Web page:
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  40. Æstetisk kultur [Aesthetic Culture].Soren Kjorup & Lars Aagaard-Mogensen - 1980 - Journal of Aesthetics and Art Criticism 38 (4):458.
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  41. The Aesthetic DimensionThe Frankfort School.Charles Dyke, Herbert Marcuse & Zolton Tar - 1978 - Journal of Aesthetics and Art Criticism 37 (2):222.
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  42. A Reply to Professor Margolis.George Dickie - 1975 - Journal of Aesthetics and Art Criticism 34 (2):229.
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  43. Liberations, New Essays on the Humanities in RevolutionAvant-Garde ArtArt and Aesthetics in Primitive SocietiesThe Association of Ideas and Critical Theory in Eighteenth-Century England.Robert W. Uphaus, Ihab Hassan, Thomas B. Hess, John Ashbery, Carol F. Jopling & Martin Kallich - 1971 - Journal of Aesthetics and Art Criticism 30 (1):141.
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  44. Munro's "Oriental Aesthetics:" A ReviewOriental Aesthetics.Archie J. Bahm & Thomas Munro - 1966 - Journal of Aesthetics and Art Criticism 24 (4):585.
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  45. The Science of Art: Aesthetic Formalism in John Dewey and Albert Barnes, Part 2.David A. Granger - 2018 - Journal of Aesthetic Education 52 (2):53.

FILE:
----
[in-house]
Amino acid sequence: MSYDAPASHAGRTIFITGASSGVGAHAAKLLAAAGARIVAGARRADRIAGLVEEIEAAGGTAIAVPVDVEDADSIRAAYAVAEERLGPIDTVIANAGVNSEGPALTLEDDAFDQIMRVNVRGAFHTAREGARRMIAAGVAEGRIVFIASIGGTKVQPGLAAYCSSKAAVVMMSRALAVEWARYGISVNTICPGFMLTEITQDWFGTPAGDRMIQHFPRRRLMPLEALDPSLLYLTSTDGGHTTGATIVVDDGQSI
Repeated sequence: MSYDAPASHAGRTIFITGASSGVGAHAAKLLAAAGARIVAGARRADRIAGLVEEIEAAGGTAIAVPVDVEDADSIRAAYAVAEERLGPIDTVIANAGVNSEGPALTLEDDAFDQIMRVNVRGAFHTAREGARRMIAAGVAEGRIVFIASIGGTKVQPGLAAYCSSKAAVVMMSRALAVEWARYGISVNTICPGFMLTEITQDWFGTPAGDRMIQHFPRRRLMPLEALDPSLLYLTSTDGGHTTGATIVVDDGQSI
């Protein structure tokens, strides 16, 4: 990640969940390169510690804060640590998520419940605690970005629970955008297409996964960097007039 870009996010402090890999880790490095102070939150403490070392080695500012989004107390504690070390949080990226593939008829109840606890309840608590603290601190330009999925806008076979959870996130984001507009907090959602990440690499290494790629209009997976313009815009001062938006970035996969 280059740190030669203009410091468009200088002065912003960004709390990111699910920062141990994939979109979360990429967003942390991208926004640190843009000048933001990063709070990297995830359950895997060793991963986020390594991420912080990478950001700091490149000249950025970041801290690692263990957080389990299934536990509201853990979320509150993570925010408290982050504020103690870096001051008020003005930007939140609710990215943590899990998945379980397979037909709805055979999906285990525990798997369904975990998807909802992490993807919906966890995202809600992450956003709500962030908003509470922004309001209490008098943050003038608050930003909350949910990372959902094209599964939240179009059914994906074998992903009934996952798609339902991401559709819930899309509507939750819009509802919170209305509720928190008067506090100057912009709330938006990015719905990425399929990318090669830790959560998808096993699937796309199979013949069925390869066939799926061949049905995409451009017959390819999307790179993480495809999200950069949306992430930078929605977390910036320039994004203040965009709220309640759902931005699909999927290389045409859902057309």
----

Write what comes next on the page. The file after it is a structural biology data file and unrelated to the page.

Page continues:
Due to its considerable length, this article has been published in two parts. Part 1, which appeared in the previous issue of the journal, discussed the intriguing relationship between John Dewey and Albert Barnes, as well as the circumstances behind the creation of the Barnes Foundation and its art education programs. Following this, it established both areas of convergence and divergence in Barnes’s and Dewey’s understandings of aesthetic formalism, organic unity, and form and content in the arts. Part 2 now (...)
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  46. Aesthetic Cognitive Module Theory: A Core Structure.Zhihong Li, Yanhui Wang & Fanjun Meng - 2018 - Journal of Aesthetic Education 52 (2):71.
    The purpose of aesthetic research is to uncover the internal method in human aesthetic behaviors and to answer the following questions: Where do beautiful things come from? Why are things beautiful? What is the reason that some things are beautiful while others are not? How can people derive aesthetic pleasure? Until those fundamental problems are solved, further questions cannot be answered, such as “Why do some people like certain things, while other people like other things?” and “How does human aesthetic (...)
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  47. The Guardians of Human ValuesThe Humanities TodayHumanism and Politics. [REVIEW]Herbert J. Muller & Albert William Levi - 1972 - Journal of Aesthetic Education 6 (1/2):231.
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  48. Movement Class as an Integrative Experience: Academic, Cognitive, and Social Effects.Svetlana Nikitina - 2003 - Journal of Aesthetic Education 37 (1):54.
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  49. Toward a "Situated" View of the Aesthetic in Music Education.Margaret Barrett - 2002 - Journal of Aesthetic Education 36 (3):67.
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  50. Denis Diderot and the Aesthetic Point of View.David K. Holt - 2000 - Journal of Aesthetic Education 34 (1):19.